Grand Master Chiu Kau (1895-1995) was definitely one of the most influential Hung Ga Kyun teachers of the 20th century.
He started to learn Hung Kyun in 1909 under the guidance of Wong Sai Wing Sifu in South Pacific. In 1928 he joined „Lam Sai Wing’s 2nd Branch School” in Hong Kong, together with his wife Siu Ying. Continue reading →
Super rare video! Mok Gwai Laan, Wong’s last wife, performs parts of Hung Ga Kyun’s “Taming of the Tiger in I pattern”, “Tiger and Crane” and Single Whip!
Apology for bad quality – we have shot this video in Fat Saan’s Wong Fei Hung museum from a TV screen. The Hong Kong Movie database says that Mok Gwai Laan starred in Story of Wong Fei-Hung, Part 3: The Battle by Lau Fa Bridge (1950), but I haven’t been able to confirm this footage comes from this movie. If true, she would be 59 or 60 years old. Continue reading →
Hung Ga (Designating “the House of the First Ming Emperor”) was originally founded as a Han Chinese patriotic coalition, more specifically, an anti-Qing fraternity. With the Opium Wars, “The Eight-Nation Alliance”, and Japanese involvement with the Qing Court, we again see Han fraternal bonding as an answer to foreign incursion, by the formation of the “Ten Tigers of Gwong Dung”, and other like-minded associations, all under the blanket name of “Hung”. Continue reading →
My Sifu told me that the “oldtimers” always squeezed the fists hard when training the sets for strength, slowly, each movement one by one. Think Jai Kiu, “Controlling Bridge” in “Taming the Tiger” or “Iron Thread”.
Old time Masters also used many other devices to train the grip – jars, bundle of chopsticks, stone locks, head long poles – grip strength was obviously very important to them.
To train the grip is a very demanding endeavor not only for your hands and fingers, but your CNS as well, so it is advise to have a long rest between the “sets”. Best would to train the trip throughout the day – but it is not very practical to carry a jar, a brick, not to mention a stone lock or a heavy long pole….
Grand Master Lam Sai Wing had a secret weapon against the (hand) weakness in his sleeve – literally.Continue reading →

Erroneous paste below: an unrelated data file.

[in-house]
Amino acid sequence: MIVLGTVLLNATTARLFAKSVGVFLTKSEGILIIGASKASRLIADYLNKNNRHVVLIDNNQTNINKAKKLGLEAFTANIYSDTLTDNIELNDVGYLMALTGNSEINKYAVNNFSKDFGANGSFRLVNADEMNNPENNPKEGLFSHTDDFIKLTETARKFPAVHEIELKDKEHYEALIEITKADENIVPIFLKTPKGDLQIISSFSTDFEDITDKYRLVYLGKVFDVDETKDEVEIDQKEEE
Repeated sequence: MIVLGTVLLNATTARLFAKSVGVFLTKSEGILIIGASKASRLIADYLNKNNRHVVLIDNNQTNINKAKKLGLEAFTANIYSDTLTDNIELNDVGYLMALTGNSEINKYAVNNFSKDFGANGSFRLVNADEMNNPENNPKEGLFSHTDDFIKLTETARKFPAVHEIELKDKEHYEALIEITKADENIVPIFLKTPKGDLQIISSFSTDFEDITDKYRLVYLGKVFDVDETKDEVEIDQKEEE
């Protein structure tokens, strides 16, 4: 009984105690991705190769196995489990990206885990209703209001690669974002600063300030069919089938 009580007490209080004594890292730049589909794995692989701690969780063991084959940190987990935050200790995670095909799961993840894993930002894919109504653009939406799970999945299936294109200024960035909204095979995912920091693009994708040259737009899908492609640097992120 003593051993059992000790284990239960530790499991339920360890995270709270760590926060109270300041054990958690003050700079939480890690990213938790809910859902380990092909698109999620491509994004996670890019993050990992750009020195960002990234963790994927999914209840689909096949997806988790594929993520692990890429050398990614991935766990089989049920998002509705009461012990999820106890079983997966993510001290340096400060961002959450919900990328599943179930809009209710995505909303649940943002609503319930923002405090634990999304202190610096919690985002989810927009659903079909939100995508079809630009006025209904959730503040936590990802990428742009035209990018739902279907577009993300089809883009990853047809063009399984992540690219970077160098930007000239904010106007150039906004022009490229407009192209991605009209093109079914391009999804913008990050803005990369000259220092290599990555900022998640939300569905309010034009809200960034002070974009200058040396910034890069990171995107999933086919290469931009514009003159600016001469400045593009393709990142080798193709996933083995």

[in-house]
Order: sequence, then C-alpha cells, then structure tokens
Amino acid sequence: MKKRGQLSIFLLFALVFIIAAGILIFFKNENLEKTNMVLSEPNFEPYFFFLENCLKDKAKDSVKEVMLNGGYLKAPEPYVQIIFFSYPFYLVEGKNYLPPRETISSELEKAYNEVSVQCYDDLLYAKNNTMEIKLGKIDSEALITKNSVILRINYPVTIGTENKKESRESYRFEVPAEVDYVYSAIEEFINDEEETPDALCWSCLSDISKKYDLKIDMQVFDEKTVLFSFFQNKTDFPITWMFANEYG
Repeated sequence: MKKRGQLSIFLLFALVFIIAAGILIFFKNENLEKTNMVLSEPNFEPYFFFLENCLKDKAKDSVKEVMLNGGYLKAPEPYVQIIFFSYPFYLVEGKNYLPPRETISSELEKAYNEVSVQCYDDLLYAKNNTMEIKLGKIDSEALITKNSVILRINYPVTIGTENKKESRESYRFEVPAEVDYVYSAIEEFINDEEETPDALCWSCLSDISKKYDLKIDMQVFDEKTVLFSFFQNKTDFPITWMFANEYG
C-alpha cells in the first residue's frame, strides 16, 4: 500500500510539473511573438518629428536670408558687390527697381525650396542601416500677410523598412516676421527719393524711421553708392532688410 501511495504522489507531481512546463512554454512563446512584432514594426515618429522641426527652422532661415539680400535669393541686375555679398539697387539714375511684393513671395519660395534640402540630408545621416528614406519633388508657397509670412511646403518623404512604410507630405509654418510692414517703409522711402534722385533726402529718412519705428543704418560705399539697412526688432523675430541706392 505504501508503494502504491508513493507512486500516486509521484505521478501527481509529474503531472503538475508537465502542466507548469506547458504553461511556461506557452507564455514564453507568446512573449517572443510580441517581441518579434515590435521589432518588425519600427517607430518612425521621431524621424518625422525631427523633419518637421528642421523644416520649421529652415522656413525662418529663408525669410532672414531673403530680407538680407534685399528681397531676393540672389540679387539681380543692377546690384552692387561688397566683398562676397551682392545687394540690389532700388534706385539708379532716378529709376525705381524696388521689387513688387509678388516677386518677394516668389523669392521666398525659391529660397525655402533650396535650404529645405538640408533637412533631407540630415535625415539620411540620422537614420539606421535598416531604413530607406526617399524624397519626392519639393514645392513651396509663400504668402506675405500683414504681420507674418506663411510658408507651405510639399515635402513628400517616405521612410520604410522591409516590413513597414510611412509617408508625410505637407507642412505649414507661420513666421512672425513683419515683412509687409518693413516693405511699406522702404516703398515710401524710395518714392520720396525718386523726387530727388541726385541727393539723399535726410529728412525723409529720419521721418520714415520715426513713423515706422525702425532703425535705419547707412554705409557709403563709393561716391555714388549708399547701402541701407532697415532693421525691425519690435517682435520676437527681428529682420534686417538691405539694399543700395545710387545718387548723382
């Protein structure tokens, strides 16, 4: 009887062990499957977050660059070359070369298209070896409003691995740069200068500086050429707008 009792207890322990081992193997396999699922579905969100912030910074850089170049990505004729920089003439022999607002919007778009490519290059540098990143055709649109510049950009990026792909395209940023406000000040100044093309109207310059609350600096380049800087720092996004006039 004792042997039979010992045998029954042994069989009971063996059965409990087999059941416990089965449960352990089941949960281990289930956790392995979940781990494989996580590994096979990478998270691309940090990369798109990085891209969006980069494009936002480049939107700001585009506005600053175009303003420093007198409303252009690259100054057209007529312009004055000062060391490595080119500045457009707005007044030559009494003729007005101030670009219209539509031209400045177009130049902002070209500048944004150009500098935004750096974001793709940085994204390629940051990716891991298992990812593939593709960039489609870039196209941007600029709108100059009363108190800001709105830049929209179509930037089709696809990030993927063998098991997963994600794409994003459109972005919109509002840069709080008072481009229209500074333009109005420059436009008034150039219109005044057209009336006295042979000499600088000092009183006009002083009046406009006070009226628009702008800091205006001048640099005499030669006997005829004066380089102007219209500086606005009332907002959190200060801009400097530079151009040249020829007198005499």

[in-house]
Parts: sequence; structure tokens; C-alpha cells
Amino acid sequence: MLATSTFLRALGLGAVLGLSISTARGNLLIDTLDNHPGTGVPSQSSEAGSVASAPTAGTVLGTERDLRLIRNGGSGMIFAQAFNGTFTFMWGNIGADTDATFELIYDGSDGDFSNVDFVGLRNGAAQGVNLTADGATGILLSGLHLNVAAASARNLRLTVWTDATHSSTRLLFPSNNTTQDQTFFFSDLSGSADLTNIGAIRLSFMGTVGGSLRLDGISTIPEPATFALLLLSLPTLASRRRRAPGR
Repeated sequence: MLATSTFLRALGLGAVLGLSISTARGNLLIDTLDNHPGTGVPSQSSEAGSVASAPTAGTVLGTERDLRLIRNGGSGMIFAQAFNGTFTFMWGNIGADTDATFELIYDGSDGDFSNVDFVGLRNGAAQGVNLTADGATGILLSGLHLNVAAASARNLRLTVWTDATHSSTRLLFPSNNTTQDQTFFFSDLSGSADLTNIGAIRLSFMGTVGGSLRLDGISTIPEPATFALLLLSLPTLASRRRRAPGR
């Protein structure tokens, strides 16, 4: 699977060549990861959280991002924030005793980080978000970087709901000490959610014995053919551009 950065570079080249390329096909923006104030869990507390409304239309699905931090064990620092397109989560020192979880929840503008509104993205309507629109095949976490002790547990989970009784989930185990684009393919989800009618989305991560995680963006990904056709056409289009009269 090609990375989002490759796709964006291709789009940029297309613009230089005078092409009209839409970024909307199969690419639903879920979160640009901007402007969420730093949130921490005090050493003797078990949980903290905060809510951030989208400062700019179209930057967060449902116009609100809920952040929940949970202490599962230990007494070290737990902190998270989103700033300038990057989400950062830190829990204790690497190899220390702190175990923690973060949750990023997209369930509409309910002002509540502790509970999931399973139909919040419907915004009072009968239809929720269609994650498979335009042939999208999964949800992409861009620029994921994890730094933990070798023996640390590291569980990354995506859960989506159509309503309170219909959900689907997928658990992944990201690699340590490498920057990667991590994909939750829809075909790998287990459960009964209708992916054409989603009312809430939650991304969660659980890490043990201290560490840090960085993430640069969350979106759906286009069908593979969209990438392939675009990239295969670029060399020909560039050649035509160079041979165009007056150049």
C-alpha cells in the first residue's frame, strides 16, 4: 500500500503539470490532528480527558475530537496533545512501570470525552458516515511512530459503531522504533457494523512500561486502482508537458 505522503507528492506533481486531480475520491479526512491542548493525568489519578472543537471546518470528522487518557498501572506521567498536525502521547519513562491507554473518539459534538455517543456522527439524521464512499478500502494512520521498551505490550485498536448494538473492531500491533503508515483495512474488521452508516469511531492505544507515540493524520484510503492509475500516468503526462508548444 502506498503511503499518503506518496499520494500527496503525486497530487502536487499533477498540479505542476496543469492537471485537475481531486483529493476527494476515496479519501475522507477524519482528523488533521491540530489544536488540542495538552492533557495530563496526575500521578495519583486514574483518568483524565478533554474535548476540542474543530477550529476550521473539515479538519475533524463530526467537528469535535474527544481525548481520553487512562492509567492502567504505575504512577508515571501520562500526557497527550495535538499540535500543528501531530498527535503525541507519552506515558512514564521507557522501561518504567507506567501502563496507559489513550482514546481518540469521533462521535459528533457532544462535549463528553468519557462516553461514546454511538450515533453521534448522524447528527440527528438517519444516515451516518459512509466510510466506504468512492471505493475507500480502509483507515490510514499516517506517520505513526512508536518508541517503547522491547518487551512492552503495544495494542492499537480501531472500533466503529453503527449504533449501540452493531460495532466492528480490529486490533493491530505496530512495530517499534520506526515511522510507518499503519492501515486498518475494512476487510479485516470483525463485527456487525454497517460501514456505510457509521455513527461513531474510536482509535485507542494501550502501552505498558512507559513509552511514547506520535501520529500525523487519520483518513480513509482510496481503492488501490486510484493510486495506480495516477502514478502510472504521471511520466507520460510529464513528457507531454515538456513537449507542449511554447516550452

Hon Hoi belongs to the older generation of Lam Sai Wing’s Hong Kong students, together with Jyu Yu Jai (author of three so called “Lam Sai Wing’s” books), Dang Sau King, Lau Jaam,and others. He has started to learn from Grand Master Lam at his String Lane (Gung Wan Hong) gym, close to the Bamboo Hill.
The main reasons why Hon Hoi started to learn Hung Kyun under Lam Sai Wing were general fitness, strength, and health. He had a well payed job in telecommunications, but has spent too much sitting. He has heard about the famous “Iron Thread Set” (Tit Sin Kyun) and the excellent results in strengthening the body and healing diseases from other students of Lam Sai Wing, like Jyu Yu Jai and Wu Lap Fung – it was one of the main reasons why he joined Lam Sai Wing§s gym and eventually learned and mastered the set. Continue reading →
Hon Seui Hoi, also called Hon Hoi, was one of the early Hong Kong disciples of Grand Master Lam Sai Wing. He has studied with Grand Master Lam in his school at String Lane (Gung Wan Hong), close to the Bamboo Hill.
Check out a very rare video of Hon Sifu, performing Hung Ga Kyun’s “Five Animals” (Ng Ying Kyun). Continue reading →
Usage of 3 basic kicks, rear Ping Cheui analysis, Saan Sau Bin Fa drills, Tit Sin Kyun‘s combat applications, practical usage of 2-man sets, and more and more – I learned so much just in few hours with my Si Hing Michael Goodwin Sifu of The San Francisco Hung Gar Kung Fu Association.
Watch an excellent interview with Michael Goodwin Sifu, my good friend and in my opinion the best non-Chinese Hung Ga Kyun master out there. Throughout the years I have learnt so much from him and I hope I will learn more of his practical skills in the future.
Practical Hung Kyun proudly presents new discovery – rare photo of Grand Master Lam Sai Wing, performing a technique from the famous “Iron Thread Set” (Tit Sin Kyun).
The photo comes from a cover of an old martial arts pulp stories magazine “King of the Martial Arts Stories”, published in 1952. Credit and special thanks to Mr. Ng Hou for sharing the photo. We will restore the photo with the modern photo editing software and share it with all Hung Ga practitioners and researchers. Continue reading →
Today’s Hung Ga Kung Fu, also known as “New Hung Kyun” (San Hung Kyun), was signifacantly influenced by another Southern Chinese system, (Tibetan) Hap Ga and its “Long Bridges, Low/Wide Stances” (Cheung Kiu Daai Ma).
Here is a translation of a rare article from an old vintage Hong Kong magazine, telling the story of Wong Yanlam, his mischievous disciple Wong Honwing and their famous “Wing Flap” technique: Continue reading →